Estimating limit values from tables
Approximating limits using tables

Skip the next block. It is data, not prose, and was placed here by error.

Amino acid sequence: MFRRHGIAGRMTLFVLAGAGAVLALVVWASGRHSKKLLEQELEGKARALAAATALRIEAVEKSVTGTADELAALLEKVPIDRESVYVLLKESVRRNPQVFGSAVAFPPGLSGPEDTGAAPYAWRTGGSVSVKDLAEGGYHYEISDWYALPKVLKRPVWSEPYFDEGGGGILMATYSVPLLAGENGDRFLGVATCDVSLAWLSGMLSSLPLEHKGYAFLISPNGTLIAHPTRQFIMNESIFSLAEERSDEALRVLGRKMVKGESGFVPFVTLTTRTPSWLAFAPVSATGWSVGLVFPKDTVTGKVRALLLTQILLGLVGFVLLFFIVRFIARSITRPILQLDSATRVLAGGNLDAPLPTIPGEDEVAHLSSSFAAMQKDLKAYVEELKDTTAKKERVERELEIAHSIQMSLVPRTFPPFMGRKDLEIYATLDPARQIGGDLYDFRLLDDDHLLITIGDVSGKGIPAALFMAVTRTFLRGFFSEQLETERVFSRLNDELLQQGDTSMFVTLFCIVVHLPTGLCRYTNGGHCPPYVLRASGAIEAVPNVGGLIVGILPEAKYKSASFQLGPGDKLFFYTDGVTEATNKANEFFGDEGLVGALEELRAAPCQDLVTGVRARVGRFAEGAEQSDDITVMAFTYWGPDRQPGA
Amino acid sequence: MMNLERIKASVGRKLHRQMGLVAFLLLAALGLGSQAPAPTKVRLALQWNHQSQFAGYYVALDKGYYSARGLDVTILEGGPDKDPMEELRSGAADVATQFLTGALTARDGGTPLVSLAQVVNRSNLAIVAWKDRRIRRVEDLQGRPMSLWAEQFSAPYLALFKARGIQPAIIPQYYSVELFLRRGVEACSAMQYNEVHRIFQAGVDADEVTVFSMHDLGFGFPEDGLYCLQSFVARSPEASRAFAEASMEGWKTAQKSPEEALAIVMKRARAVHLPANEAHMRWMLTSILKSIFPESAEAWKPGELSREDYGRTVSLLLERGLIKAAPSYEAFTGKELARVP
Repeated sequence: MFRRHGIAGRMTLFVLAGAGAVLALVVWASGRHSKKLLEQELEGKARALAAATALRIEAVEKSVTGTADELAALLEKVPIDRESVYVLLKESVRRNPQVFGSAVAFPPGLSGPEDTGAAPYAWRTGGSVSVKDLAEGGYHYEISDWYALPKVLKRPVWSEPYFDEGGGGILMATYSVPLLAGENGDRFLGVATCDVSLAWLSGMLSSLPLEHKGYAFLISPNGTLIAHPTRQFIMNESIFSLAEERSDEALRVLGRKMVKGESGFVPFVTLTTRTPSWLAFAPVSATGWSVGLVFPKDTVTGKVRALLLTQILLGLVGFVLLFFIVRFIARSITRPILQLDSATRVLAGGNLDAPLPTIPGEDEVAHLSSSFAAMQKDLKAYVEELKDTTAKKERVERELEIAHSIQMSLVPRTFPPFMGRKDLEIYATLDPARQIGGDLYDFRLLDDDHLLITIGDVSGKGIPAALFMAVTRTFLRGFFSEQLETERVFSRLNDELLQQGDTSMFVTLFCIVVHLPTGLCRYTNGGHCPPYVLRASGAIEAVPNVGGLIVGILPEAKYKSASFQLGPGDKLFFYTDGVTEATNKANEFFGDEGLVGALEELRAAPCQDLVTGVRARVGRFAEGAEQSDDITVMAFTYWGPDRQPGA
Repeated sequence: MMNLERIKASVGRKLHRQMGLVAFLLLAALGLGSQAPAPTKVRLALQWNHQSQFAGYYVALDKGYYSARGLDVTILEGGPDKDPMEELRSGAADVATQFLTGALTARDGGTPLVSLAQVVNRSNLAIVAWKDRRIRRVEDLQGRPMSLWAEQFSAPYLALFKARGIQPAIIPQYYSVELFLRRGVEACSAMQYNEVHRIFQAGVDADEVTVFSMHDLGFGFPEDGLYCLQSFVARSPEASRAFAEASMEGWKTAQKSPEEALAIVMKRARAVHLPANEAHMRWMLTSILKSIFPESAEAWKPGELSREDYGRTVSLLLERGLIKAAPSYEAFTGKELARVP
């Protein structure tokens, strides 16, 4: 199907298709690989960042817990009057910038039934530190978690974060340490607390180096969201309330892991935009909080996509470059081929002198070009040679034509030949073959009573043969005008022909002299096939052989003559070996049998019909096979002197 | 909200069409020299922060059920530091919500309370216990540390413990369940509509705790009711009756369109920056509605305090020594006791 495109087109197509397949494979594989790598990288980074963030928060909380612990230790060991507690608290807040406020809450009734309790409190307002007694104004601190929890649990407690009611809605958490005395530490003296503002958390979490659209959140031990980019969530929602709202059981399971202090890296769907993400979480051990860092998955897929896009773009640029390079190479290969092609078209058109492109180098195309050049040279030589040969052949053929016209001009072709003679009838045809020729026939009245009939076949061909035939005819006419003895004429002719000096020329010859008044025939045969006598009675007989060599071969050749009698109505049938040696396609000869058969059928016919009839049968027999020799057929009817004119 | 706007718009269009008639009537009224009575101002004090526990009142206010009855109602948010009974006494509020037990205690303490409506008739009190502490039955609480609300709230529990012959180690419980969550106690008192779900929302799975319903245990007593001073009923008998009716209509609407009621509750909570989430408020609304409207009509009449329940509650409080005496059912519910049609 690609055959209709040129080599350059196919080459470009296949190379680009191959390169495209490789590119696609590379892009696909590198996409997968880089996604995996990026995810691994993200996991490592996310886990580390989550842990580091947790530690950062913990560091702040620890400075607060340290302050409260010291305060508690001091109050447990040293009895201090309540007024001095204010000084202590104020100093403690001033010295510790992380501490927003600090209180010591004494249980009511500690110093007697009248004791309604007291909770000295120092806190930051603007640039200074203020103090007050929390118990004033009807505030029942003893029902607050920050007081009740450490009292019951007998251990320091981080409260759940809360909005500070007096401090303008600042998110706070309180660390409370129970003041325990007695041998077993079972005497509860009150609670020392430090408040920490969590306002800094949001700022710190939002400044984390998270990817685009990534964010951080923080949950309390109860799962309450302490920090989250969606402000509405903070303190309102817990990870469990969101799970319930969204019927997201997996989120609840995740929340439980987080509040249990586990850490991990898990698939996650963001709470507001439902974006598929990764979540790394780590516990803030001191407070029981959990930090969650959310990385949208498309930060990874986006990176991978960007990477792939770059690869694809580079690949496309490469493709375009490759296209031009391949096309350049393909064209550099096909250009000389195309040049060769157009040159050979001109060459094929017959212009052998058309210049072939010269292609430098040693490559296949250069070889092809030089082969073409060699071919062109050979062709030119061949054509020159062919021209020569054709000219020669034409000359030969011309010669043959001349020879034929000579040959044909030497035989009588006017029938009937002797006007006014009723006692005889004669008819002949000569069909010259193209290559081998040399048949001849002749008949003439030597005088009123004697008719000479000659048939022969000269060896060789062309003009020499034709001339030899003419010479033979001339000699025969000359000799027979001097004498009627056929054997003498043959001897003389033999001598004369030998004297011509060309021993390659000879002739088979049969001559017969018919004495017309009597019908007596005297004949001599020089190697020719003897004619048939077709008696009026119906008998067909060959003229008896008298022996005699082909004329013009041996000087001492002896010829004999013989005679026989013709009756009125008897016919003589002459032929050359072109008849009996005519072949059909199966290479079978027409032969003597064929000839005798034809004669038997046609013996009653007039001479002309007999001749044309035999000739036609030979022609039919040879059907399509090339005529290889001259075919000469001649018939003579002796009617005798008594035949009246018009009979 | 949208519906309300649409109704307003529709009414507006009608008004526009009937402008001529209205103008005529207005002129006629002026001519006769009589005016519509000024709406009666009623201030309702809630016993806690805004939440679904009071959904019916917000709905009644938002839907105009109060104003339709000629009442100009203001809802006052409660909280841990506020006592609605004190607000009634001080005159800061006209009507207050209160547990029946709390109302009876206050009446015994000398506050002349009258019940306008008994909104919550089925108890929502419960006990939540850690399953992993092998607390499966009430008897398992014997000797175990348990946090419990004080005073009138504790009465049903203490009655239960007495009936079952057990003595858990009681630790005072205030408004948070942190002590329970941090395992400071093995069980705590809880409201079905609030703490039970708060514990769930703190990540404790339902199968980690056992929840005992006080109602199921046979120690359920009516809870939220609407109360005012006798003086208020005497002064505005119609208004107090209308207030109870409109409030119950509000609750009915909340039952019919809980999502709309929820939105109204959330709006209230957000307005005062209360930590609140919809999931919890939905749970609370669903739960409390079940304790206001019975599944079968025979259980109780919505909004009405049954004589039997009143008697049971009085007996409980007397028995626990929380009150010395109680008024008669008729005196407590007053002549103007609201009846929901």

- This video we're going to try to get a sense of what the limit as x approaches three of x to the third minus three x squared over five x minus 15 is. Now when I say get a sense, we're gonna do that by seeing what values for this expression we get as x gets closer and closer to three. Now one thing that you might wanna try out is, well what happens to this expression when x is equal to three? Well then it's going to be three to the third power minus three times three squared, over five times three minus 15. So at x equals three, this expression's gonna be, let's see in the numerator you have 27 minus 27, zero. Over 15 minus 15, over zero. So this expression is actually not defined at x equals three. We get this indeterminate form, we get zero over zero. But let's see, even though the function, or even though the expression is not defined, let's see if we can get a sense of what the limit might be. And to do that, I'm gonna set up a table. So let me set up a table here. And actually I wanna set up two tables. So this is x and this is x to the third minus three x squared over five x minus 15. And actually, I'm gonna do that again. And I'll tell you why in a second. So this is gonna be x and this is x to the third minus three x squared over five x minus 15. The reason why I set up two tables, I didn't have to do two tables, I could have done it all in one table, but hopefully this will make it a little bit more intuitive what I'm trying to do. Is on this left table, I'm gonna, let's try out x values that get closer and closer to three from the left. From values that are less than three. So for example, you can go to two point nine and figure out what the expression equals when x is two point nine. But then we can try to get even a little bit closer than that, we could go to two point nine nine. And then we could go even closer than that. We could go to two point nine nine nine. And so one way to think about it here is as we try to figure out what this expression equals as we get closer and closer to three, we're trying to approximate the limit from the left. So limit from the left. Now why do I say the left? Well if you think about this on a coordinate plane, these are the x values that are to the left of three, but we're getting closer and closer and closer. We're moving to the right, but these are the x values that are on the left side of three, they're less than three. But we also, in order for the limit to exist, we have to be approaching the same thing from both sides. From both the left and the right. So we could also try to approximate the limit from the right. And so what values would those be? Well those would be, those would be x values larger than three. So we could say three point one, but then we might wanna get a little bit closer, we could go three point zero one. But then we might wanna get even closer to three. Three point zero zero one. And every time we get closer and closer to three, we're gonna get a better approximation for, or we're gonna get a better sense of what we are actually approaching. So let's get a calculator out and do this. And you could keep going, two nine nine nine nine nine. Three point zero zero zero zero one. Now one key idea here to point out, before I even calculate what these are going to be, sometimes when people say the limit from both sides, or the limit from the left or the limit from the right, they imagine that the limit from the left is negative values and the limit from the right are positive values. But as you can see here, the limit from the left are to the left of the x value that you're trying to find the limit at. So these aren't negative values, these are just approaching the three right over here from values less than three. This is approaching the three from values larger than three. So now let's fill out this table, and I'm speeding up my work so that you don't have to sit through me typing everything into a calculator. So based on what we're seeing here, I would make the estimate that this looks like it's approaching one point eight. So is this equal to one point eight? As I said, in the future, we're gonna be able to find this out exactly. But if you're not sure about this you could try an even closer and closer and closer value.
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